The two words “Erectile Dysfunction” can strike fear into the hearts and groins of many men (and their partners). At least into the hearts of those with little imagination and those who link their manhood with their erect penises. This attitude has pushed drugs such as Viagra and Cialis into top profit generators for their manufacturers.
Of course, ED did not suddenly appear in the last 20 years, it has been an issue since the classical Greek era. Over the centuries, treatments have varied from herbs to flagellation.
J Nephrol. 2009 Nov-Dec;22 Suppl 14:67-70.
Impotence in the 18th and 19th century: concepts of etiology and approaches to therapy.
Santoro D, Savica V, Satta E, Scaffidi M, Mallamace A, Li Vecchi M, Bellinghieri G.
The old word impotence is derived from the Latin word impotencia, which literally translated means “lack of power.” Impotence, in the course of the history, has been attributed to mental pathology, anxiety, or demons or witches. Historically, the pharmacological treatments for impotence started in Greek times, when a myriad of herbal medications were applied locally to the genitals to enhance “sexual strength.” In the 18th century, theories about the main factors inducing impotence saw it as an abnormal state of the fibers, a defect in the solid or liquid substances or a bad structure (tumor, inflammation, abscess, ulcer or foreign body). According to these mechanisms, when impotence depended on the state of the muscular fibers, treatment included a tepid bath and a clyster. In very fat or very weak people, who get particularly tired, it was important to use the remedies able to give energy to the fibers, such as ferrous mineral waters, for a month. Moreover, other suggestions were to ride a horse, to sleep few hours, to breathe good country air, to take a purge every 2 weeks, to drink half a glass of wine from Borgogne or to distract the mind continuously. In the 19th century, therapies regarding impotence included slight electric stimulation through the application of stimulators on the scrotum in the testis or epididymis areas, until pain was induced. In the same period, another method for treating impotence was flagellation. This method consisted of little flagellations with leather strips.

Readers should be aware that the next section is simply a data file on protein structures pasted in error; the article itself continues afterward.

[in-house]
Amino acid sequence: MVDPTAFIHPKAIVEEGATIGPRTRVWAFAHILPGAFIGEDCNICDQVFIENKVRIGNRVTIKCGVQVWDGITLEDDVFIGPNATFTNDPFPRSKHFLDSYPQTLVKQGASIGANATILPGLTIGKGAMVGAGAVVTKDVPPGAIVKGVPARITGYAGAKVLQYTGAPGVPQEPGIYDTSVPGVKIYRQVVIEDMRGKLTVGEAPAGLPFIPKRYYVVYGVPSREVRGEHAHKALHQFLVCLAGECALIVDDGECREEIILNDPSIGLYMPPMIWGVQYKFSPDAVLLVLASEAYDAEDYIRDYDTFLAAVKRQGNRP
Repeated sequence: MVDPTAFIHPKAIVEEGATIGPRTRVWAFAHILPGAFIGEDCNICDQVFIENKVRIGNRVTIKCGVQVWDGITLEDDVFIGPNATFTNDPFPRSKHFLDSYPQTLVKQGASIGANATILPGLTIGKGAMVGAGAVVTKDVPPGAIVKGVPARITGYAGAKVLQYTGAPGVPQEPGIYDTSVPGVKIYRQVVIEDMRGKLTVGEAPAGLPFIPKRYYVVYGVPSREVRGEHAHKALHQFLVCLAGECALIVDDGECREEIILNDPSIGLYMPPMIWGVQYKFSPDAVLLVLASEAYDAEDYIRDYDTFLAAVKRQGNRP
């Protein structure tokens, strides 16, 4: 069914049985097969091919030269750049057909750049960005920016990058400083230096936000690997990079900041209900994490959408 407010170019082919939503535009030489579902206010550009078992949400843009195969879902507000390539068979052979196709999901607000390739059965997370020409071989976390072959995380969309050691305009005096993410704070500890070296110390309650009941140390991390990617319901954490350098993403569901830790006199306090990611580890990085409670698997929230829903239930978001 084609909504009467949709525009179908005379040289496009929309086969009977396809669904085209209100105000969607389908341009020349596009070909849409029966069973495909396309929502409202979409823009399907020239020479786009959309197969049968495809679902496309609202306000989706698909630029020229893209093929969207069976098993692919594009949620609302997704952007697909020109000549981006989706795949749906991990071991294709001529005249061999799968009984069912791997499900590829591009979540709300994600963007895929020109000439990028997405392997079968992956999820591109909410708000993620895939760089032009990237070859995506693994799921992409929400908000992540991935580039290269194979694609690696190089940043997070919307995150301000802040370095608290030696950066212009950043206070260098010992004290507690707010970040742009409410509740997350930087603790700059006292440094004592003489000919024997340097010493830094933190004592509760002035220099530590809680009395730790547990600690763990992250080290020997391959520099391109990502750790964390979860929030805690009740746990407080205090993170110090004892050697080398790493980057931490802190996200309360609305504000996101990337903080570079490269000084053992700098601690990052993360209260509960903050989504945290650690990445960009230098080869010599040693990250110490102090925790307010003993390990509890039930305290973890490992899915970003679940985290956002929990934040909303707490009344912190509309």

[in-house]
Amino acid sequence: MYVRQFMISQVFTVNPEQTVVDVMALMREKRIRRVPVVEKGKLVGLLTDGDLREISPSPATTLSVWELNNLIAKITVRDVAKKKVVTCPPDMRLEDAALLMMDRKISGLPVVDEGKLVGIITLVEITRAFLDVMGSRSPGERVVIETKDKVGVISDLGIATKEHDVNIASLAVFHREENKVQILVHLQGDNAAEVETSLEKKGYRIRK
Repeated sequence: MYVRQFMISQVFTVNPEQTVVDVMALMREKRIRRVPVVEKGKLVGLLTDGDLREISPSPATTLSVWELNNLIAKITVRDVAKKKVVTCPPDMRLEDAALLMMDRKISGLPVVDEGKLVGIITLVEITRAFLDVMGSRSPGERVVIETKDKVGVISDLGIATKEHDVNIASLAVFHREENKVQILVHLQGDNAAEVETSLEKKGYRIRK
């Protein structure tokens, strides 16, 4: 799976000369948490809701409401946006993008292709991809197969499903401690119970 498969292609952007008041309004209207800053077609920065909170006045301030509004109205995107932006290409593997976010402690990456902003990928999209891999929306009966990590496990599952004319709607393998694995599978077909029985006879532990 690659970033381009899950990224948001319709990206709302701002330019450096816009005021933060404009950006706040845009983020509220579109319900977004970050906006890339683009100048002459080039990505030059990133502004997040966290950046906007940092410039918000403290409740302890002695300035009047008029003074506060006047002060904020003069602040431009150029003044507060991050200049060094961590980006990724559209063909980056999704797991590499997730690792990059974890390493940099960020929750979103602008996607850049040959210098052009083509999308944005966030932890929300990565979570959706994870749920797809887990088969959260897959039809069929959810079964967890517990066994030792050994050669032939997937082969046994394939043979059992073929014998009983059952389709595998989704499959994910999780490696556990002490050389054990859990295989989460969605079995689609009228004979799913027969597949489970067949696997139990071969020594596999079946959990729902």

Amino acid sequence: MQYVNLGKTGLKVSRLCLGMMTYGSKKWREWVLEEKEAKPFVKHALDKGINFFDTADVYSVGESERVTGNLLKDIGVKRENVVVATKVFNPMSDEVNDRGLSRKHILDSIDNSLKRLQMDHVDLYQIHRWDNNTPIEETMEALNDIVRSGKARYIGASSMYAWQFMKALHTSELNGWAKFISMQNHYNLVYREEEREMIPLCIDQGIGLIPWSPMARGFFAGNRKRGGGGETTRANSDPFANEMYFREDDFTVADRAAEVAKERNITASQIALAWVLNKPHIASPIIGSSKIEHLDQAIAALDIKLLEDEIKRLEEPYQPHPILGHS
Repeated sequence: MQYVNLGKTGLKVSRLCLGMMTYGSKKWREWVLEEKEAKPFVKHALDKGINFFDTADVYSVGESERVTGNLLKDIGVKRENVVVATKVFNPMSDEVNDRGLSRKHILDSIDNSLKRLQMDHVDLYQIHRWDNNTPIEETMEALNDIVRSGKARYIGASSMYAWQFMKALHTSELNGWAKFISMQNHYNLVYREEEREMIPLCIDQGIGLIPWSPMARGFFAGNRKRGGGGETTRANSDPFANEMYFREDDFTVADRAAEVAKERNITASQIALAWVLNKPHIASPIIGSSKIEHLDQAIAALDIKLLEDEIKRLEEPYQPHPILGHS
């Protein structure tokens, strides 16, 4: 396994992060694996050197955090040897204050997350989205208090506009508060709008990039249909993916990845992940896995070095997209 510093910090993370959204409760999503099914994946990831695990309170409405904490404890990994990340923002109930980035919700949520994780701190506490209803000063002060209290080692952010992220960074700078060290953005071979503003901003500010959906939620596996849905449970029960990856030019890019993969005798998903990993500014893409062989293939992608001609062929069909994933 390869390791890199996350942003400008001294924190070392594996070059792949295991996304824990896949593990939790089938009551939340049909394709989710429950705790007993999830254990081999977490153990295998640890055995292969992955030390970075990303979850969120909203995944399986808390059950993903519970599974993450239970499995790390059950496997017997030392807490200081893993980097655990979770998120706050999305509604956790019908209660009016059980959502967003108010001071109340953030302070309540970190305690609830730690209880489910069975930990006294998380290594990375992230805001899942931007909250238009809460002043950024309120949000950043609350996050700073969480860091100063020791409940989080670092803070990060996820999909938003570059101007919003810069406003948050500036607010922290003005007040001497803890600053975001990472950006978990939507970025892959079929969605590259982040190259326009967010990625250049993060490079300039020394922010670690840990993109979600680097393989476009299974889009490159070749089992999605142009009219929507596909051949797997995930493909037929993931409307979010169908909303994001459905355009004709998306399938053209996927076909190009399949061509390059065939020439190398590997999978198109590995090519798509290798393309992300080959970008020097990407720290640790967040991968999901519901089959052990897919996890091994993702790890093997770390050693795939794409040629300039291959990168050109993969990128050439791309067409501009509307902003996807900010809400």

For those like me who didn’t recognize the term ‘clyster’, I asked that repository of information to turn to when the answer doesn’t really matter–Wikipedia.
Clyster, also spelled glisterin the 17th century, comes from Greek
κλυστήρ (klystḗr), from κλύζω (klýzo), “(I) wash”. It is an archaic word for enema, more particularly for enemas administered using a clyster syringe – that is, a syringe with a rectal nozzle and a plunger rather than a bulb. Clyster syringes were used from the 17th century (or before) to the 19th century, when they were largely replaced by enema bulb syringes, bocks, and bags.
The patient was placed in an appropriate position (kneeling, with the buttocks raised, or lying on the side); a servant or apothecary would then insert the nozzle into the anus and depress the plunger, resulting in the liquid remedy (generally, water, but also some preparations) being injected into the colon.
Now you know.
I am quite sure that in a certain percentage men, enemas, electrical stimulation and flagellation would help. In others, the belief in a cure could invoke tumescence. For those whom the problems are physiological rather than psychological inm origin, these ‘cures’ would be unsuccessful. Once again we see where modern pharmacology trumps ancient beliefs.
via Disco Blogs